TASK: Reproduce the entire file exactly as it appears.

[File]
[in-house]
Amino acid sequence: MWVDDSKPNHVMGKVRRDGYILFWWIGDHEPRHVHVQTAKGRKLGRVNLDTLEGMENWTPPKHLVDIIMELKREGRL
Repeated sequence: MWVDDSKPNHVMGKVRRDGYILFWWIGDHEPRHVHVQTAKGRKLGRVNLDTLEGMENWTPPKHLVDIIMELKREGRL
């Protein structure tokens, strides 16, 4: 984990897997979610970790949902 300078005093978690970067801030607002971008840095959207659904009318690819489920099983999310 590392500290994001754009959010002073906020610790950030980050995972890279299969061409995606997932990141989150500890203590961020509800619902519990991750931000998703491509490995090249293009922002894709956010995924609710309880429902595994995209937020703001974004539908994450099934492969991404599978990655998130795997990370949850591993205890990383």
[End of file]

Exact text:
[in-house]
Amino acid sequence: MWVDDSKPNHVMGKVRRDGYILFWWIGDHEPRHVHVQTAKGRKLGRVNLDTLEGMENWTPPKHLVDIIMELKREGRL
Repeated sequence: MWVDDSKPNHVMGKVRRDGYILFWWIGDHEPRHVHVQTAKGRKLGRVNLDTLEGMENWTPPKHLVDIIMELKREGRL
């Protein structure tokens, strides 16, 4: 984990897997979610970790949902 300078005093978690970067801030607002971008840095959207659904009318690819489920099983999310 590392500290994001754009959010002073906020610790950030980050995972890279299969061409995606997932990141989150500890203590961020509800619902519990991750931000998703491509490995090249293009922002894709956010995924609710309880429902595994995209937020703001974004539908994450099934492969991404599978990655998130795997990370949850591993205890990383």